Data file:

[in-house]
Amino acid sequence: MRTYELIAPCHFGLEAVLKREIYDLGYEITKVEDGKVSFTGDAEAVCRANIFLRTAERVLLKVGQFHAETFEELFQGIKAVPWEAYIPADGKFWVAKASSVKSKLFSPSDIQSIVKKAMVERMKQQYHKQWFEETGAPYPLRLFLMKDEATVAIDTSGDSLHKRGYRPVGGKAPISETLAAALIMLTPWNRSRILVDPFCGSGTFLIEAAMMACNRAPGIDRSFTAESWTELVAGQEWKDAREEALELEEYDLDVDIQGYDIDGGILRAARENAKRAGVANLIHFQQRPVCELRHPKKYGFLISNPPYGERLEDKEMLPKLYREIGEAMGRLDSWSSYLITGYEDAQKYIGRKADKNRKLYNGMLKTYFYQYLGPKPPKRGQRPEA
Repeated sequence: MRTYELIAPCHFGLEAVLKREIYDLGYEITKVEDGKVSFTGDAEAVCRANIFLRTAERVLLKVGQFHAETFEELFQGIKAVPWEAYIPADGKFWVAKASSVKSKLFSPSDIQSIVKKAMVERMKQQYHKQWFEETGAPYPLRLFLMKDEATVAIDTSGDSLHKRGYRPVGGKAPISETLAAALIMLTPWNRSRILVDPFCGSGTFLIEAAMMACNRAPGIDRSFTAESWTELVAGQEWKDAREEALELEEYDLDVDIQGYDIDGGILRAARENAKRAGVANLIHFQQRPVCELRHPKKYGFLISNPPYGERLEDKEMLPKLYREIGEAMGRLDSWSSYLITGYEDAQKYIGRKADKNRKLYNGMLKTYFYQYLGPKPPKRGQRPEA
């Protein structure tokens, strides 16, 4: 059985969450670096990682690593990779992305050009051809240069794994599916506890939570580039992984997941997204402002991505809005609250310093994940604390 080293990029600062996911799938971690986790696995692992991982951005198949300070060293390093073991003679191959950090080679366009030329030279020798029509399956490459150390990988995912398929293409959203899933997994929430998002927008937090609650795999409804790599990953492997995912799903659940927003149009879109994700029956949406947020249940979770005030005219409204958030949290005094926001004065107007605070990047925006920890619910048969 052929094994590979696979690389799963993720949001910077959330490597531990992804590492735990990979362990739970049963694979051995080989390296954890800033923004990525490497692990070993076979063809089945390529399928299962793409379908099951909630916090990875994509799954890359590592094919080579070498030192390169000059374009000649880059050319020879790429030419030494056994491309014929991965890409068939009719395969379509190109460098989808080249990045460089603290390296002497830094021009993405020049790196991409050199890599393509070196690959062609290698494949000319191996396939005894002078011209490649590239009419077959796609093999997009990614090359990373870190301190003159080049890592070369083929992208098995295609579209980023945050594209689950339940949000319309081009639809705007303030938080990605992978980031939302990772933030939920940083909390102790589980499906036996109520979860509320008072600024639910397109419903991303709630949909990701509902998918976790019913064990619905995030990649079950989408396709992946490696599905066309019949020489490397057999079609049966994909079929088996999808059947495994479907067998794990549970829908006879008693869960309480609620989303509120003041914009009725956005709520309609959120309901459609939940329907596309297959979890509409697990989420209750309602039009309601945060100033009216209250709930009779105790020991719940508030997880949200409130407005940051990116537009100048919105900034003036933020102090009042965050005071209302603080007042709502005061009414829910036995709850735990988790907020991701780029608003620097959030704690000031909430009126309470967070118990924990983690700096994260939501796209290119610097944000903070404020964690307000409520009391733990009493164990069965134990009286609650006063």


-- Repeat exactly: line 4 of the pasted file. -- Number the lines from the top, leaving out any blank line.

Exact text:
């Protein structure tokens, strides 16, 4: 059985969450670096990682690593990779992305050009051809240069794994599916506890939570580039992984997941997204402002991505809005609250310093994940604390 080293990029600062996911799938971690986790696995692992991982951005198949300070060293390093073991003679191959950090080679366009030329030279020798029509399956490459150390990988995912398929293409959203899933997994929430998002927008937090609650795999409804790599990953492997995912799903659940927003149009879109994700029956949406947020249940979770005030005219409204958030949290005094926001004065107007605070990047925006920890619910048969 052929094994590979696979690389799963993720949001910077959330490597531990992804590492735990990979362990739970049963694979051995080989390296954890800033923004990525490497692990070993076979063809089945390529399928299962793409379908099951909630916090990875994509799954890359590592094919080579070498030192390169000059374009000649880059050319020879790429030419030494056994491309014929991965890409068939009719395969379509190109460098989808080249990045460089603290390296002497830094021009993405020049790196991409050199890599393509070196690959062609290698494949000319191996396939005894002078011209490649590239009419077959796609093999997009990614090359990373870190301190003159080049890592070369083929992208098995295609579209980023945050594209689950339940949000319309081009639809705007303030938080990605992978980031939302990772933030939920940083909390102790589980499906036996109520979860509320008072600024639910397109419903991303709630949909990701509902998918976790019913064990619905995030990649079950989408396709992946490696599905066309019949020489490397057999079609049966994909079929088996999808059947495994479907067998794990549970829908006879008693869960309480609620989303509120003041914009009725956005709520309609959120309901459609939940329907596309297959979890509409697990989420209750309602039009309601945060100033009216209250709930009779105790020991719940508030997880949200409130407005940051990116537009100048919105900034003036933020102090009042965050005071209302603080007042709502005061009414829910036995709850735990988790907020991701780029608003620097959030704690000031909430009126309470967070118990924990983690700096994260939501796209290119610097944000903070404020964690307000409520009391733990009493164990069965134990009286609650006063």